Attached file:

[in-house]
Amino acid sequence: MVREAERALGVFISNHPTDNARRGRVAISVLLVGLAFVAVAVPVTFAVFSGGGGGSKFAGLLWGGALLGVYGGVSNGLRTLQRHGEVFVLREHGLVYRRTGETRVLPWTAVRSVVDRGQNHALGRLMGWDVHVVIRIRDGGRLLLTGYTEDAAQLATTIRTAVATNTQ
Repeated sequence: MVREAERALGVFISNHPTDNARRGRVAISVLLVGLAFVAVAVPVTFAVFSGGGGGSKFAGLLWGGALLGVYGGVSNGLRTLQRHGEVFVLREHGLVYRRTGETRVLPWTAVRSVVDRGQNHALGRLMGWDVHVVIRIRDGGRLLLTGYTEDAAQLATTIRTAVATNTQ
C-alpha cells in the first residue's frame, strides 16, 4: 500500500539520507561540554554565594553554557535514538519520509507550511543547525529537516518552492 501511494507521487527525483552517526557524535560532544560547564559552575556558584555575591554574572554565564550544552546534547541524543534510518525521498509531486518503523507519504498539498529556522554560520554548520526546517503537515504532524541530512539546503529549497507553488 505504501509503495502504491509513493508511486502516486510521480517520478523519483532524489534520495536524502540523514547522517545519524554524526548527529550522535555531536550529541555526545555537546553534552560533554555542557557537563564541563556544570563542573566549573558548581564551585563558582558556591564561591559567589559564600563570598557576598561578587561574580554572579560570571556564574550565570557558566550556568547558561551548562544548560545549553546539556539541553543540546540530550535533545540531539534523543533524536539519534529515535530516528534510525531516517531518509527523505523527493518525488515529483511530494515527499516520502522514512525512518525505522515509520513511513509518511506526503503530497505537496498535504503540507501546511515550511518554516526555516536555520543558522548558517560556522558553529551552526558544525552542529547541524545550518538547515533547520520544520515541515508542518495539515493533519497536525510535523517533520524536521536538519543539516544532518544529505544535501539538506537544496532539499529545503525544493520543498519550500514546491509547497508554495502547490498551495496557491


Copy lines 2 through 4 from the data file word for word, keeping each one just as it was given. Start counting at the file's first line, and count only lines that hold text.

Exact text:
Amino acid sequence: MVREAERALGVFISNHPTDNARRGRVAISVLLVGLAFVAVAVPVTFAVFSGGGGGSKFAGLLWGGALLGVYGGVSNGLRTLQRHGEVFVLREHGLVYRRTGETRVLPWTAVRSVVDRGQNHALGRLMGWDVHVVIRIRDGGRLLLTGYTEDAAQLATTIRTAVATNTQ
Repeated sequence: MVREAERALGVFISNHPTDNARRGRVAISVLLVGLAFVAVAVPVTFAVFSGGGGGSKFAGLLWGGALLGVYGGVSNGLRTLQRHGEVFVLREHGLVYRRTGETRVLPWTAVRSVVDRGQNHALGRLMGWDVHVVIRIRDGGRLLLTGYTEDAAQLATTIRTAVATNTQ
C-alpha cells in the first residue's frame, strides 16, 4: 500500500539520507561540554554565594553554557535514538519520509507550511543547525529537516518552492 501511494507521487527525483552517526557524535560532544560547564559552575556558584555575591554574572554565564550544552546534547541524543534510518525521498509531486518503523507519504498539498529556522554560520554548520526546517503537515504532524541530512539546503529549497507553488 505504501509503495502504491509513493508511486502516486510521480517520478523519483532524489534520495536524502540523514547522517545519524554524526548527529550522535555531536550529541555526545555537546553534552560533554555542557557537563564541563556544570563542573566549573558548581564551585563558582558556591564561591559567589559564600563570598557576598561578587561574580554572579560570571556564574550565570557558566550556568547558561551548562544548560545549553546539556539541553543540546540530550535533545540531539534523543533524536539519534529515535530516528534510525531516517531518509527523505523527493518525488515529483511530494515527499516520502522514512525512518525505522515509520513511513509518511506526503503530497505537496498535504503540507501546511515550511518554516526555516536555520543558522548558517560556522558553529551552526558544525552542529547541524545550518538547515533547520520544520515541515508542518495539515493533519497536525510535523517533520524536521536538519543539516544532518544529505544535501539538506537544496532539499529545503525544493520543498519550500514546491509547497508554495502547490498551495496557491